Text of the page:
The peace symbol, commonly seen during America's anti-war movements in the 1960s, is the creation of artist and engineer Gerald Holtom. He designed the symbol in February 1958 as a logo for the British nuclear disarmament movement. It was first used to represent a march from London's Trafalgar Square to the Atomic Weapons Research Establishment at Aldermaston that took place in April of the same year.
Holtom's peace symbol design is based on a flag semaphore representation of the letters "N" and "D" (the first letter of the words "Nuclear Disarmament") placed on top of each other. This type of semaphore communication uses the positioning of flags (and other objects) to convey messages at a distance. The system, popular on ships during the 19th century, is still in use today.
The nuclear disarmament logo was first widely adopted in the 1960s as a symbol of the counter-culture and anti-war movements especially in the United States. Its widespread use was aided by the fact that it was not copyrighted and its use was not restricted by its creator. A couple of attempts, in 1970, to register the peace symbol as a corporate trademark were rejected by the U.S. Patent Office.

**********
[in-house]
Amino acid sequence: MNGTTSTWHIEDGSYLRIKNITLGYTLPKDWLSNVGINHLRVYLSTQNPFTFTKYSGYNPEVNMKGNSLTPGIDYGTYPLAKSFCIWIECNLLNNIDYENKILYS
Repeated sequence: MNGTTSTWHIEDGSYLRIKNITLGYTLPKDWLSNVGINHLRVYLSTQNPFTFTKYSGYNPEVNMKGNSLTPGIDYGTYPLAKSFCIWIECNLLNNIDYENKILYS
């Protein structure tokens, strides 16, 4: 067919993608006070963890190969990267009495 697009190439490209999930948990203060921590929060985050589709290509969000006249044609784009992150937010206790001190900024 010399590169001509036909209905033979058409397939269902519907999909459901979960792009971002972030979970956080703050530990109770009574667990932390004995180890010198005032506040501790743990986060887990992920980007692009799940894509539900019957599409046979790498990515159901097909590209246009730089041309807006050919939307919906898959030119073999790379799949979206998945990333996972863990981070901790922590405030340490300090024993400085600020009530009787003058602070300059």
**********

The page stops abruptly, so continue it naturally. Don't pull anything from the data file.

Technically speaking, the peace symbol is different from the peace sign. The former is a logo, created in 1958, that took its design inspiration from a flag signaling system. The latter, however, is a hand gesture that began to become popular in 1941. It is formed by making the letter "V" by spreading one's index and middle fingers while the palm side of the hand is facing other people. It should be noted, however, that making this gesture with the BACK of one's hand facing others is considered vulgar or obscene by some people.
The "V for Victory" hand-based sign gained credibility and acceptance during World War II when the allies, most notably British Prime Minister Winston Churchill, began to use the symbol.
This hand gesture was later adopted by anti-war movements and the hippie culture of the 60s, as well as notable leaders like President Richard Nixon. While political and other leaders continued to use the sign to convey triumph or victory, it was adapted by others to represent peace.
Given the above, for all modern practical purposes, the phases "peace symbol" and "peace sign" are used interchangeably to denote both the nuclear disarmament logo and the "V" shaped hand gesture.
Did you know . . .
Holtom's logo was errorneously believed to have taken its inspiration from a bird's foot (e.g. dove, chicken) drawn within a circle.
According to the 1913 Catholic Encyclopedia, the dove was the first bird employed for symbolic purposes by Christians. It appears in numerous epitaphs found in the Roman catacombs. Its use as the earliest "peace symbol" is derived from its role in determining when Noah could safely leave the Ark (Genesis 8:8 - 12). Doves are also used as a sign of God's Holy Spirit (Matthew 3:16, John 1:32).